If there is an agency out there that actually makes good on these promises, feel free to comment, but I have seen a level of either delusion or dishonesty that I discovered the two basic choices:  a) come to peace with the fact that we are automatons who are supposed to bill, bill, bill or b) unfortunately were like me, rage against The Machine and refused to be lied to.

Probably the best experience I ever had with an agency started out as sunshine and chocolate.  Sure, we worked hard, but we never lost sight of the fact that our jobs were stressful enough and that you had to mix in some fun and some breaks. Stress kills and we gotta blow off some steam.  What killed the Golden Goose was that this particular agency went private and senior people got ownership shares.  I don’t care who you are, but if you own a piece of the pie and what ends up in your bank account depends heavily on how much others work, you are going to whip them until they bleed.  So what started as a true collegial environment ended in a nasty divorce.  Because I am pig-headed, I at least wanted the firm to cop to the fact that it was NOT about the individual any more, it was about the Benjamins.  No honesty, no Mark.  So I jumped ship to a competitor and was escorted out of the building the same day.  Thanks for your dedication, Mark.  AMF.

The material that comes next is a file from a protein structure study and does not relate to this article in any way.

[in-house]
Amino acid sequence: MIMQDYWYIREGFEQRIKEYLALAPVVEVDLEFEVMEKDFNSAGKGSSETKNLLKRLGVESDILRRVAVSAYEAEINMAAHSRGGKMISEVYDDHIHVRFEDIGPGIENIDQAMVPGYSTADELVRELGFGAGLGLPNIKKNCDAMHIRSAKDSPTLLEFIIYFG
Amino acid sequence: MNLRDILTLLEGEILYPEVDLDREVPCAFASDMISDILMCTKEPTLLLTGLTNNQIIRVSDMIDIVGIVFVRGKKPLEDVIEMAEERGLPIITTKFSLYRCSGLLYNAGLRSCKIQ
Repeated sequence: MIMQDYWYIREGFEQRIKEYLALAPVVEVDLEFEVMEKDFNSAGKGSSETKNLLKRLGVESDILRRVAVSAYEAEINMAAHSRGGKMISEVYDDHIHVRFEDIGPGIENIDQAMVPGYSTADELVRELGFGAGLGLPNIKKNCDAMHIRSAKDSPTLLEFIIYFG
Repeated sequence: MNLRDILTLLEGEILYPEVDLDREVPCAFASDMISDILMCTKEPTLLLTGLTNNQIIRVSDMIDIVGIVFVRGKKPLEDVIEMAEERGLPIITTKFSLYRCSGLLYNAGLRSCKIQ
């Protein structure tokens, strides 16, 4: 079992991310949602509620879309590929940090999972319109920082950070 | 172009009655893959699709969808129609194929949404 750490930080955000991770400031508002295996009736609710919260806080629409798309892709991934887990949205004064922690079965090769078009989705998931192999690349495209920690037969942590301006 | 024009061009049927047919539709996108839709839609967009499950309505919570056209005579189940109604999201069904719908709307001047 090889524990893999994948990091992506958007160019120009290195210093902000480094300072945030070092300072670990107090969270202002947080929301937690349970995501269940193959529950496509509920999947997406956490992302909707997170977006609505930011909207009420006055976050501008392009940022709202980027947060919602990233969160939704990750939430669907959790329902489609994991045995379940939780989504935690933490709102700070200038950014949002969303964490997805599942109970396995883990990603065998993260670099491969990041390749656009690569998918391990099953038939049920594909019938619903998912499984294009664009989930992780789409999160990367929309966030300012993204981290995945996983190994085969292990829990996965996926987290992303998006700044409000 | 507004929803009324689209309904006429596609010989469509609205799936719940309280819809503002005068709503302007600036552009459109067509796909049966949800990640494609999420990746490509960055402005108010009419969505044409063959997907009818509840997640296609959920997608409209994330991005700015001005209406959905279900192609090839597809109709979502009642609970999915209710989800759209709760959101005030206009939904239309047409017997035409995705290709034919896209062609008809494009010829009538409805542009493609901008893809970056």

At my next stop, I heard the line about “family friendly,” “flexible work hours, etc.”, but didn’t drink the kool aid.  I was better prepared for the truth:  when push came to shove, it was “shut up and bill.”

So the whole stream of consciousness above informed the following advice that I offer to those within agencies with the power to make a difference:

  1. Begin your working relationship with HONESTY.  Tell the truth.  Lies hurt.  And here’s a guide. “Listen, Biff.  I sincerely hope you enjoy your career here.  We’ll help you learn things, hopefully give you the tools and intellectual stimulation that keeps you learning and engaged.  We’ll throw a bonus your way every once in a while.  But never forget that this is ultimately about profit.  This is a business.  No profitability, no jobs.  So my job is to make sure that you bill enough hours (or the people under you do) to turn a profit.  Otherwise, your ass is out the door.  And feel free to engage in as many family-friendly activities as long as you bring your BlackBerry, laptop and company-sponsored umbilical cord in case your clients need you.tired-businessman